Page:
Groundwater flow modelling

Posted 7 January 2010

Study area with the location of observation wells, abstraction wells, gauging and rainfall stations in the groundwater model domain.

New groundwater flow modelling developed by the UNSW Connected Waters Initiative team aims to help provide a better understanding of the dynamics of the alluvial aquifer in the Maules Creek Catchment using an integrated approach to modelling catchment water resources.

The project, led by Ian Acworth and including Beatrice Giambastiani and Andrew McCallum, forms part of investigations of groundwater and surface water resources conducted for the Cotton Catchment Communities CRC.

Situated in northern New South Wales, the Namoi River flows through the catchment and is gauged at two locations: Boggabri (in the South) and Turrawan (in the North). Since the mid 1980s, flood irrigation farming along the Namoi River has relied on groundwater abstraction (68 irrigation wells) to grow cotton, sorghum and wheat.

Throughout the catchment there are 37 groundwater monitoring boreholes (64 observation points) installed by the NSW state government with the standing water level being recorded 3 to 4 times each year.

The model was generated using the FEFLOW 5.4 finite element flow and transport code, utilising measurements of physical processes in this complex aquifer system, including:

  • a daily soil moisture water balance calculation based on FAO version of the Penman-Monteith equation;
  • spatially variable hydraulic conductivity distribution based on bore-log data as a result of three-dimensional geological modelling, giving a better representation of the aquifer geology than previous simple layered models;
  • transient coupling of the aquifer to water levels in the Namoi River.

The hydrogeology depicted in the model involves 9 layers bounded by impermeable bedrock. Hydrologic stresses include diffuse recharge (computed using daily soil moisture balances based on rainfall and evapotranspiration records, soil type and land use), irrigation return (deep drainage), stream-aquifer interaction, lateral groundwater inflow/outflow and groundwater pumping.

The hydraulic head distribution for 1978, obtained from a steady state model, was used as the initial condition for the transient model which was run from January 1978 to April 2007. The hydraulic conductivity distribution in the model was assigned on the basis of a 3D geologic model built in EarthVision and Mathematica using bore logs from the DWE database.

In order to assess the effect of groundwater abstraction on the stream-aquifer interaction, a scenario in which groundwater abstraction (pumping) occured was compared to a scenario without groundwater abstraction. The total river flux versus time was computed for each scenario.

In the scenario without groundwater abstraction, the river gained water from the aquifer, with variations through time due to climatic effects.

In the groundwater pumping scenario, the river changed from gaining to losing during the irrigation season. Overall, less groundwater discharged into the Namoi River during the pumping scenario (the cumulative flux from the aquifer to the river is diminished by 20% over the whole period post 1985) as seen in the cumulative flow curves.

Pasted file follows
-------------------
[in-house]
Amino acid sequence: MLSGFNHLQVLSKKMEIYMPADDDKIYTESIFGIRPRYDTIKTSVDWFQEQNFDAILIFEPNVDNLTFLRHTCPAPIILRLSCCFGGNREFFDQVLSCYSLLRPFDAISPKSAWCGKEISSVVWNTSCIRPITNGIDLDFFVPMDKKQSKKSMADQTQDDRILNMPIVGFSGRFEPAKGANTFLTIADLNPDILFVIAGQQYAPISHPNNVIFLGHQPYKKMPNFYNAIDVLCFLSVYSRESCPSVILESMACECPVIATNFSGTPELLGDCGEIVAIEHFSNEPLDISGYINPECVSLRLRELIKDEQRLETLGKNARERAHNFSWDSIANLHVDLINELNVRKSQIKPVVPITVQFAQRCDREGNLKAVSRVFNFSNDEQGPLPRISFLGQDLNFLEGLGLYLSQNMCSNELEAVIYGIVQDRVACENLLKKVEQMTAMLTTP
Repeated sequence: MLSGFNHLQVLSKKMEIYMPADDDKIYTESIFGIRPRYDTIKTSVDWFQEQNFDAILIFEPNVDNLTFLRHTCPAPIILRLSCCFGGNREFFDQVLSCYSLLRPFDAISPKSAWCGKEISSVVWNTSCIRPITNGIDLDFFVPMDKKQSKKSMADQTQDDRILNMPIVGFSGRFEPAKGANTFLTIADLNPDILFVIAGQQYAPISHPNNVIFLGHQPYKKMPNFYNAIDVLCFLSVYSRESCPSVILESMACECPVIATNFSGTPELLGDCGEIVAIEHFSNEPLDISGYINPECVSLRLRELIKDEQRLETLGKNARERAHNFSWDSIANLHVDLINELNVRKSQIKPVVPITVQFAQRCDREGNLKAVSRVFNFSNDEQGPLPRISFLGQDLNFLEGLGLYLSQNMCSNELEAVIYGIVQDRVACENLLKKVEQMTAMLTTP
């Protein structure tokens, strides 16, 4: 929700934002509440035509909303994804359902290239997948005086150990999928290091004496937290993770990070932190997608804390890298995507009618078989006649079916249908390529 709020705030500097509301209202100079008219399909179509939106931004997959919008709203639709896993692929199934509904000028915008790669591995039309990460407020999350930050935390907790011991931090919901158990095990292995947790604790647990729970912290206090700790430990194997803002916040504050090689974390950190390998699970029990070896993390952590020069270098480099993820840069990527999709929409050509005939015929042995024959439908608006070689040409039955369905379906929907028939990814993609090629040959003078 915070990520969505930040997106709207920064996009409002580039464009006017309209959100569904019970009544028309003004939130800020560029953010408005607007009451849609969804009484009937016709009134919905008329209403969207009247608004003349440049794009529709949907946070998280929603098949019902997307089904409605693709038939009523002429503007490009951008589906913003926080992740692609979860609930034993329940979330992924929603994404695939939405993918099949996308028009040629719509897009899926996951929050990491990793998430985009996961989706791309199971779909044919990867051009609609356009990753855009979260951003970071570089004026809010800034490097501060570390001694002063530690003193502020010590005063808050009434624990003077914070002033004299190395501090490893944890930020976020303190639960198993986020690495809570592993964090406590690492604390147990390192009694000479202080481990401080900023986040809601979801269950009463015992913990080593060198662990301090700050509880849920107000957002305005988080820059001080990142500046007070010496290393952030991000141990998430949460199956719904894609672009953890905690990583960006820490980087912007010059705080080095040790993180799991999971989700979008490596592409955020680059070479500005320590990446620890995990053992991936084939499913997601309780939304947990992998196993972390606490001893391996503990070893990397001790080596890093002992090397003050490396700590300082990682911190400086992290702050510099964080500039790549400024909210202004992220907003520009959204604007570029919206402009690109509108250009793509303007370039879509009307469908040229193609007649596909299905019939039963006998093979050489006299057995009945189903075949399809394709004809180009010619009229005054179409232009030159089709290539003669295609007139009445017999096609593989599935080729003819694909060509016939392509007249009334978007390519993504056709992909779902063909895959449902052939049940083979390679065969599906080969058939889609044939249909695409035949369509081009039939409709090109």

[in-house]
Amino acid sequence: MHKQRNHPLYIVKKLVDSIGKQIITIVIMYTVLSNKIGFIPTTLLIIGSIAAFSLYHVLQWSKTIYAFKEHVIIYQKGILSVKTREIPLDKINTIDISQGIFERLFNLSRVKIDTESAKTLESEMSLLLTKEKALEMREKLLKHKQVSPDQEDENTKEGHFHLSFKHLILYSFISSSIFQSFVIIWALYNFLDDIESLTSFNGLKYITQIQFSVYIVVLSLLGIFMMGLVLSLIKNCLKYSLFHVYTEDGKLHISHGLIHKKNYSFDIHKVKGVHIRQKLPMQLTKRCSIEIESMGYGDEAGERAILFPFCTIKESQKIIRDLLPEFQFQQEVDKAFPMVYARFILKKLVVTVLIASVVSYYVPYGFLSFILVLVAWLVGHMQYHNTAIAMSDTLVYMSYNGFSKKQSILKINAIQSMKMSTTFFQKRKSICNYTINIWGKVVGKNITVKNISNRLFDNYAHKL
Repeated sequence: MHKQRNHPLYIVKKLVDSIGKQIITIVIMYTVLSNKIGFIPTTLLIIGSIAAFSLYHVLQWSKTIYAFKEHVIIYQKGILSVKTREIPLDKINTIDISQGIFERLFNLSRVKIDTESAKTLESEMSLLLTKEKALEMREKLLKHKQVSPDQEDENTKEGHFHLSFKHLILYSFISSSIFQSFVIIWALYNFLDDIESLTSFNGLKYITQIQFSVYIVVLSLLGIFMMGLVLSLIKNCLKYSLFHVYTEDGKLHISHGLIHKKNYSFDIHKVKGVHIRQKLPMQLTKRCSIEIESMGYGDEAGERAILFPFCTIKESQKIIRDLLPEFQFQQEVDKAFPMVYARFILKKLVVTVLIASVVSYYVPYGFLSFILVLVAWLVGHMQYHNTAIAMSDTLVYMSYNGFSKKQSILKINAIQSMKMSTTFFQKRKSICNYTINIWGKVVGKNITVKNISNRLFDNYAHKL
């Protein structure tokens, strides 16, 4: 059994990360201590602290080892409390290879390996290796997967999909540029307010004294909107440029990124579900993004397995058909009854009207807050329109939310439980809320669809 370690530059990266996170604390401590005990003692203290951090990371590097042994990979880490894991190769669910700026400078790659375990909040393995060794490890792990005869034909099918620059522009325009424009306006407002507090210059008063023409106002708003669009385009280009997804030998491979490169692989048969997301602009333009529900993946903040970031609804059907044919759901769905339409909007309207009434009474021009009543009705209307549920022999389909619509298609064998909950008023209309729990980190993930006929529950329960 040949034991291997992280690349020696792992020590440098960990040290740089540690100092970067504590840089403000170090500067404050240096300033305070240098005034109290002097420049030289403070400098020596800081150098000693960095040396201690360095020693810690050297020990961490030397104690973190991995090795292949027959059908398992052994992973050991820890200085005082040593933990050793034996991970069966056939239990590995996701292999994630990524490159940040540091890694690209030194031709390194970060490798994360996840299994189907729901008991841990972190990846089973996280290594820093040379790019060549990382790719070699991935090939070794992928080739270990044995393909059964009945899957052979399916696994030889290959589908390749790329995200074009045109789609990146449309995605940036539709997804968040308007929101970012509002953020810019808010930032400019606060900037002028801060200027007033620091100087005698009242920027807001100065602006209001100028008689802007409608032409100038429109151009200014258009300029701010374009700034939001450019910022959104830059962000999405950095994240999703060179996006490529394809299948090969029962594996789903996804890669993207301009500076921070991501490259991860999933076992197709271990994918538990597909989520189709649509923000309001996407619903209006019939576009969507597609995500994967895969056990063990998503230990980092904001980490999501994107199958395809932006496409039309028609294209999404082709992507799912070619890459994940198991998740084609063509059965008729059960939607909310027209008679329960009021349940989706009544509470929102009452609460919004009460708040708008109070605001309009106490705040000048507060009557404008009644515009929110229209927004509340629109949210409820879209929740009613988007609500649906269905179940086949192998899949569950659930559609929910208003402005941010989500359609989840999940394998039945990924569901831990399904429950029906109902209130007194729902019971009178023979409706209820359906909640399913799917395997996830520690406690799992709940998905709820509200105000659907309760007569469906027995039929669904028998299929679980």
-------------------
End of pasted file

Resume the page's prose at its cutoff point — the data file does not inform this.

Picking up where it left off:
The model performance was generally good. The model succesfully simulated the recovery of water levels after the irrigation season and was able to reproduce water level changes that had previously been observed over the long term. However, in areas where the groundwater abstraction-induced drawdown was large (up to 8-10 m) the effect of this seasonal dynamic was reduced.

So far, this project has improved understanding of the alluvial aquifer system and its dynamics. The interim findings of this modelling study were recently presented to landholders in the Maules Creek area. Advanced modelling of groundwater changes over time are currently in progress.


Latest articles

The Old River Mooki Channel – Implications for Open-cast Mining at Watermark

Groundwater level monitoring data recovered at the end of 2019 from Mystery Road at Breeza on the Liverpool Plains reveals a direct connection between the Gunnedah Formation unconsolidated sands and gravels and the underlying Permian coal measures.  The connection is provided by the old deep channel of the Mooki River that cuts down into the coal measures. This is a crucial piece of evidence to be incorporated into groundwater models. 

Fire and groundwater

Fire and groundwater

What are the effects of fire on water underground? Let’s think about what happens on the surface, and translate that to what is likely to happen to the subsurface.

Squeezed by gravity: how tides affect the groundwater under our feet

Squeezed by gravity: how tides affect the groundwater under our feet

The effects of tidal forces on groundwater might be less apparent to us than their effects on the ocean, but they’re just as important.

Looking below the surface: Lessons from the landscape

Looking below the surface: Lessons from the landscape

Dr Oliver Knox has brought together information from some of the industry’s researchers conducting work oncotton-producing soils.

Using nuclear techniques to help sustain Australia's finite groundwater resources

Using nuclear techniques to help sustain Australia's finite groundwater resources

Groundwater research at ANSTO has provided crucial information to support the management of finite groundwater resources appropriately and sustainably—answering questions about groundwater recharge, groundwater age and dynamics, the interaction between surface water and groundwater and salinisation.